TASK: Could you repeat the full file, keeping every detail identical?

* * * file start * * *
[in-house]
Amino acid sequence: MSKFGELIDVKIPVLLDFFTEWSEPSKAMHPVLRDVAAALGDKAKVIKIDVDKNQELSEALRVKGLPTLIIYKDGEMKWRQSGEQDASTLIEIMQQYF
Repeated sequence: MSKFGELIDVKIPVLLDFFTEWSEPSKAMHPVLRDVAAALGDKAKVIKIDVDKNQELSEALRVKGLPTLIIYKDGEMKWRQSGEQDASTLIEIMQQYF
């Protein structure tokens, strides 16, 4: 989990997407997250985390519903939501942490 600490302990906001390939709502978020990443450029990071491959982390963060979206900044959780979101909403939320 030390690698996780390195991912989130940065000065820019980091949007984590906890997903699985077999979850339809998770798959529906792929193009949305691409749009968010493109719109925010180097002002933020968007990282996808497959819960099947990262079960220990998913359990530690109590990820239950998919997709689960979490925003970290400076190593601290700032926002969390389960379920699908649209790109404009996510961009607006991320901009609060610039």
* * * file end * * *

[in-house]
Amino acid sequence: MSKFGELIDVKIPVLLDFFTEWSEPSKAMHPVLRDVAAALGDKAKVIKIDVDKNQELSEALRVKGLPTLIIYKDGEMKWRQSGEQDASTLIEIMQQYF
Repeated sequence: MSKFGELIDVKIPVLLDFFTEWSEPSKAMHPVLRDVAAALGDKAKVIKIDVDKNQELSEALRVKGLPTLIIYKDGEMKWRQSGEQDASTLIEIMQQYF
């Protein structure tokens, strides 16, 4: 989990997407997250985390519903939501942490 600490302990906001390939709502978020990443450029990071491959982390963060979206900044959780979101909403939320 030390690698996780390195991912989130940065000065820019980091949007984590906890997903699985077999979850339809998770798959529906792929193009949305691409749009968010493109719109925010180097002002933020968007990282996808497959819960099947990262079960220990998913359990530690109590990820239950998919997709689960979490925003970290400076190593601290700032926002969390389960379920699908649209790109404009996510961009607006991320901009609060610039």